Pentecost 22-October 20, 2013
If the parables of Jesus don’t leave you chuckling with delight or shaking your head in bafflement or just a little hot under the collar…..you probably haven’t heard them in all their richness and glory. Because—whatever else we may think of Jesus’ parables—in the first place, they’re simply “thumpin’ good” stories!
And the parables are proof positive that Jesus was willing to go to any length to get his point across. Jesus was always ready to skate right on the edge of propriety, in order to draw our attention to what God is up to in our midst.
So this morning we have before us a parable inhabited by two indomitable, unforgettable characters.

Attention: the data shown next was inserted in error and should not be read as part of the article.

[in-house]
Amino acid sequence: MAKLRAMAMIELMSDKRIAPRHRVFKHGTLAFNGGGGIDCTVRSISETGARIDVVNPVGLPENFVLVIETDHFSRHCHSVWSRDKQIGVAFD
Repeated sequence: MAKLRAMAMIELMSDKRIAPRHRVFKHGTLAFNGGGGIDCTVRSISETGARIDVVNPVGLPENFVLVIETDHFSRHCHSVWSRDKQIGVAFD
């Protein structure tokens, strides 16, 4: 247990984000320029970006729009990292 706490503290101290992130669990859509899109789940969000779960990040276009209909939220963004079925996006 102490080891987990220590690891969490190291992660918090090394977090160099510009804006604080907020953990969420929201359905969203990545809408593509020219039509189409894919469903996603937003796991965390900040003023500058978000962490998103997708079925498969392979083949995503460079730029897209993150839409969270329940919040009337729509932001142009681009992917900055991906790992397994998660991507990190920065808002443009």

First there is this judge who always, it would appear, operated as a law unto himself.
This judge neither fears God nor respects people. He is not bound by religious principles. Nor is he beholding to the latest opinion poll.
This judge must have had a lifetime appointment!
He reminds me of the ruthless banker in a small town, who doled out loans with a legendary stinginess. This banker took peculiar pride in the high-quality glass eye he had—a glass eye that almost perfectly matched his one good eye in both size and appearance.
So one day a poor dirt farmer, hat in hand, humbly came to the banker’s office, seeking a loan so he could plant his spring crop. The farmer, stammering, made his case while the banker idly stared out the window.